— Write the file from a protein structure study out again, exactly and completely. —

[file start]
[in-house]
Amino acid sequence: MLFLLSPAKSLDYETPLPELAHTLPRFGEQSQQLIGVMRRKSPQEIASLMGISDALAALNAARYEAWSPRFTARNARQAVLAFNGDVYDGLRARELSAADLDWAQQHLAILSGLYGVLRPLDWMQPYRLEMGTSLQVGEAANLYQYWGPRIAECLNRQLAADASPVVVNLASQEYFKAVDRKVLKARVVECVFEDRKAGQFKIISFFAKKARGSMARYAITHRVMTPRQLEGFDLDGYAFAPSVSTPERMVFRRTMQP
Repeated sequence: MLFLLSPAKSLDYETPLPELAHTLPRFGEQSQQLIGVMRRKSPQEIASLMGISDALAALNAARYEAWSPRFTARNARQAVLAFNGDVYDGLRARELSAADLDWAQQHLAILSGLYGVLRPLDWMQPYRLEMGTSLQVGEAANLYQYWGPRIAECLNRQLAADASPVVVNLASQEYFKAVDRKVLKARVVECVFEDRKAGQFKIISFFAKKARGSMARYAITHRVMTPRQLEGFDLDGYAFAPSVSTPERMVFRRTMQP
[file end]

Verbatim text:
[in-house]
Amino acid sequence: MLFLLSPAKSLDYETPLPELAHTLPRFGEQSQQLIGVMRRKSPQEIASLMGISDALAALNAARYEAWSPRFTARNARQAVLAFNGDVYDGLRARELSAADLDWAQQHLAILSGLYGVLRPLDWMQPYRLEMGTSLQVGEAANLYQYWGPRIAECLNRQLAADASPVVVNLASQEYFKAVDRKVLKARVVECVFEDRKAGQFKIISFFAKKARGSMARYAITHRVMTPRQLEGFDLDGYAFAPSVSTPERMVFRRTMQP
Repeated sequence: MLFLLSPAKSLDYETPLPELAHTLPRFGEQSQQLIGVMRRKSPQEIASLMGISDALAALNAARYEAWSPRFTARNARQAVLAFNGDVYDGLRARELSAADLDWAQQHLAILSGLYGVLRPLDWMQPYRLEMGTSLQVGEAANLYQYWGPRIAECLNRQLAADASPVVVNLASQEYFKAVDRKVLKARVVECVFEDRKAGQFKIISFFAKKARGSMARYAITHRVMTPRQLEGFDLDGYAFAPSVSTPERMVFRRTMQP